Overall, we would highly recommend Hellgate for a fun popcorn-game if it were not for the horrible bugs still plaguing it.
Gamespot has posted its review of Kane &amp; Lynch: Dead Mean for the XBOX 360, PS3, and PC giving it a meager 6.0 out of 10. This comes as a surprise as the much-hyped title seemed to be a ‘must-have’ for next-gen consoles. Looks as though lots of things add up to bring the game down from it’s anticipated pedestal.
From the article:
Kane &amp; Lynch: Dead Men is an ugly game, and we’re not necessarily talking about the graphics. This criminal tale is packed with a collection of completely unlikable characters with no redeeming value whatsoever. It’s impossible to even root for them as antiheroes. Once you get past the messy, meaningless story, things don’t get too much better because you’re saddled with clunky artificial intelligence on the part of your allies and your enemies, as well as a core shooting mechanic that simply doesn’t satisfy. The unfortunate part is that the game does have a few bright points and feels like it had a lot of potential that just didn’t come together as well as anyone must have hoped.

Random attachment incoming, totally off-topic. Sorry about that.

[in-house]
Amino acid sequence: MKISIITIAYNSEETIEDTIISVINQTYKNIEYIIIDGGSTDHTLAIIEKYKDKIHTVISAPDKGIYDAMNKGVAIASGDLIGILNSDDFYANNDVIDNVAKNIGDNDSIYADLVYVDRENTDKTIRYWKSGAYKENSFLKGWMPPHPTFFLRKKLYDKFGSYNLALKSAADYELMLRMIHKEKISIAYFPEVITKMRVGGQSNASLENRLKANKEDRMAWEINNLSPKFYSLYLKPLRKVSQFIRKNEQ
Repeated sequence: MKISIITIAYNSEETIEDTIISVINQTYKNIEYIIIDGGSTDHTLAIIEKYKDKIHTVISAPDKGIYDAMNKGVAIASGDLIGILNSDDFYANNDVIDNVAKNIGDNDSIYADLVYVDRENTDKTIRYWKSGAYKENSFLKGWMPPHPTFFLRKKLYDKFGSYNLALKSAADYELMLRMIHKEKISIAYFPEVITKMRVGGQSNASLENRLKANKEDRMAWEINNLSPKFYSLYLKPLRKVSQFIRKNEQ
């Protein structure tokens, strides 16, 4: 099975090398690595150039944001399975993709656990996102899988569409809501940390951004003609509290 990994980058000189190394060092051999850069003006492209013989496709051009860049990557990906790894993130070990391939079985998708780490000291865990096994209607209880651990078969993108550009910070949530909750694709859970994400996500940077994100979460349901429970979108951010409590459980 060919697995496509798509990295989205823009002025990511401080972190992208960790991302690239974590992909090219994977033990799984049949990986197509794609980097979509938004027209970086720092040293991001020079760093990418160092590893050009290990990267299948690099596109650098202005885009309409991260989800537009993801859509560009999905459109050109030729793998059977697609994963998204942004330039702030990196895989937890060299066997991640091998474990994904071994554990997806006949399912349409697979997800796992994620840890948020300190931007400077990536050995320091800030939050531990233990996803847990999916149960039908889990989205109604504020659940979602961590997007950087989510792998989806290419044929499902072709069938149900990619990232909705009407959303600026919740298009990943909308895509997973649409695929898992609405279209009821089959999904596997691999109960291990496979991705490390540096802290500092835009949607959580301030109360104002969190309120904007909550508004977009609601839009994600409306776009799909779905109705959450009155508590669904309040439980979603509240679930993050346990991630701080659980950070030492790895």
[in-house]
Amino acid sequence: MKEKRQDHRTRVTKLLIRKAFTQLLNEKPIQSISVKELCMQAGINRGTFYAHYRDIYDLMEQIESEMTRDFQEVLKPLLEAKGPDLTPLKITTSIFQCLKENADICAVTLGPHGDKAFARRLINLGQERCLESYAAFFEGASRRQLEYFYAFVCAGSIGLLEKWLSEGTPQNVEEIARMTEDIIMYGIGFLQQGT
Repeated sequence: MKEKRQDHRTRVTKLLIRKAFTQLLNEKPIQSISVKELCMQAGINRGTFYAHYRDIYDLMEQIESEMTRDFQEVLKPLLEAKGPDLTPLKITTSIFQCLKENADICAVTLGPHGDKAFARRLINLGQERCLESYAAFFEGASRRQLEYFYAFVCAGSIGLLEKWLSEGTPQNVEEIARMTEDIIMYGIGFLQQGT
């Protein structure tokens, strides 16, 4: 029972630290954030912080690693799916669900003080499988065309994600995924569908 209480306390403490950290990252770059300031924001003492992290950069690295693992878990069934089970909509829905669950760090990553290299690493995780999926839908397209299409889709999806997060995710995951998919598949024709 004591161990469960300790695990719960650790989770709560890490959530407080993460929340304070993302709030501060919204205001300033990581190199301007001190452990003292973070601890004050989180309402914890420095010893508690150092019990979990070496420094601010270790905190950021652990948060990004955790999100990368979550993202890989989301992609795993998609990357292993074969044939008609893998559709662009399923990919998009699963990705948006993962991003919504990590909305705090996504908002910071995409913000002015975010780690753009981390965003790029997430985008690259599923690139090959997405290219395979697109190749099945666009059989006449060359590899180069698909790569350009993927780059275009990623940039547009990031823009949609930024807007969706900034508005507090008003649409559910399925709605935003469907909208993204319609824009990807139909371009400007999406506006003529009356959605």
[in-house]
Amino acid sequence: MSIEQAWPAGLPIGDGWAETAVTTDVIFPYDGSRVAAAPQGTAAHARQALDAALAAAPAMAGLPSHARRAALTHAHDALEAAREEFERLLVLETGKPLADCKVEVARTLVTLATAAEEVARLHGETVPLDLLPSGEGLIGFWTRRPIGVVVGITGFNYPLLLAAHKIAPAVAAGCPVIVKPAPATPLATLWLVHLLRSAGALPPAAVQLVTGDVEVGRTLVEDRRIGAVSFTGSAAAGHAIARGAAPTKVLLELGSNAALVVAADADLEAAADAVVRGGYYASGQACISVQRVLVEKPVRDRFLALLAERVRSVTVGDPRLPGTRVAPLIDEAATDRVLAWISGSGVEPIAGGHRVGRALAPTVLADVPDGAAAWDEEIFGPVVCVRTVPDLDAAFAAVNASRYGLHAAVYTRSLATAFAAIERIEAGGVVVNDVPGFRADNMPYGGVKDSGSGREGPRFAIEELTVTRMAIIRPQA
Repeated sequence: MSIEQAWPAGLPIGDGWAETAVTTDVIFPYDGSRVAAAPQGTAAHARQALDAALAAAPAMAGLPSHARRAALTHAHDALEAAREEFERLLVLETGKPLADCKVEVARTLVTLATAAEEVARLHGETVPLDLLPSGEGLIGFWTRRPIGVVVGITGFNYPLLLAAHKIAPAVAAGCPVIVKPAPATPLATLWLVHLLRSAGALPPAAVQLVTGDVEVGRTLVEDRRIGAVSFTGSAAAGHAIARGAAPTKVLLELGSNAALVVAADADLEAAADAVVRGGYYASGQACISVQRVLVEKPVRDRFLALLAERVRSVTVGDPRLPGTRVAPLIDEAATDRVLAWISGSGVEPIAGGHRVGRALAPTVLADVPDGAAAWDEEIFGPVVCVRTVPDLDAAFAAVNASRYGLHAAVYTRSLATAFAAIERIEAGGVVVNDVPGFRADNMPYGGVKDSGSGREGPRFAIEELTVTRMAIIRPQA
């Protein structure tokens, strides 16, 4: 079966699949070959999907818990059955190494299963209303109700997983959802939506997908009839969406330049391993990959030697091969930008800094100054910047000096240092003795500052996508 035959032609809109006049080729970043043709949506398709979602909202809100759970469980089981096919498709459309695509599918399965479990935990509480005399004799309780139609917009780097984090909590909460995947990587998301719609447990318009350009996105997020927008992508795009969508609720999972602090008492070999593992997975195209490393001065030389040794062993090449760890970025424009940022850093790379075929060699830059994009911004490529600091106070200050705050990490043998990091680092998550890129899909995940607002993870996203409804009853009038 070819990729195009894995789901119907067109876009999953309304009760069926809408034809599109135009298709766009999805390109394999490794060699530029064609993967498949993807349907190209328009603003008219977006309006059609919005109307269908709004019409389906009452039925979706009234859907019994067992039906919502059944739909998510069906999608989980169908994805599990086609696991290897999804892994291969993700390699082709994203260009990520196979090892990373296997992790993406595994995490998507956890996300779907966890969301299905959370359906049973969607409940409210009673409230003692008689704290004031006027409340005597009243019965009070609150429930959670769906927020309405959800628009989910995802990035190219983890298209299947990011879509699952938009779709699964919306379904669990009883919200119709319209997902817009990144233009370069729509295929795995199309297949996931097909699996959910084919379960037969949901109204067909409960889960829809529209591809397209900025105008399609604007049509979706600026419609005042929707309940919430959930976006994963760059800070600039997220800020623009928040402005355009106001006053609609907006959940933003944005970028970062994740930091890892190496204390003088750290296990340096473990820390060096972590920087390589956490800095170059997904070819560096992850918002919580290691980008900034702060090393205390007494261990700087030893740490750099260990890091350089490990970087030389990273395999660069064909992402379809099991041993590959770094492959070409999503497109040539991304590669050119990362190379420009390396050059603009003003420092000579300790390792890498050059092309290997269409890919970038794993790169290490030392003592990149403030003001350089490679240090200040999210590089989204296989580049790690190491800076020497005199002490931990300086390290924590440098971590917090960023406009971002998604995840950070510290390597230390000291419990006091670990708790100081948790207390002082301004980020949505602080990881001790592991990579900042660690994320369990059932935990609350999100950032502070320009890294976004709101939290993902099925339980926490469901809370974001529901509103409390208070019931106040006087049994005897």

Joystiq is reporting that Bungie’s audio lead Jay Weinland and director of cinematics CJ Cowan will give the keynot at the Games Development Expo 2008, running January 19th and 20th in Vancouver. They are expected to talk about the techniques used in the creation of Halo 3’s visual style.
From the article:
‘…once the microphone is turned over to the audience it won’t take long for the topic to turn to what life is like after the dev’s much-publicized divorce from Microsoft, including how they are holding up and, more importantly, who got to keep the dog.’
MSNBC reports that shareholders of both XM Radio and Sirius Satellite Radio have approved a merger between the two companies.
While a major hurdle has been cleared, the companies need regulatory approval from the FCC. The FCC had previously issued a ruling that the two companies could not combine, citing potential anti-trust violations. With the increased popularity of portable mp3 players and ‘pod’-casting (with all my heart I sincerely hate this term), XM and Sirius have convinced the FCC that there is adequate competition from other digital music sources to allow the merger.
It remains unclear at this time what access XM and Sirius customers would have to the other’s stations after the merger.
Gamespot has posted it’s review of Crytek’s latest FPS, Crysis. They scored it a 9.5 out of 10 editor’s choice rating! With the hype this game has been generating, it is nice to see a very positive review.
From the article: If you put it all together, Crysis is just remarkable. This is a game that pushes the envelope in terms of both technology and gameplay and does so with aplomb. Crysis raises the expectations for every shooter to follow when it comes to graphics, interactivity, environments, immersiveness, AI, and gameplay. Quite simply, Crysis represents the first-person shooter at its finest, most evolved form.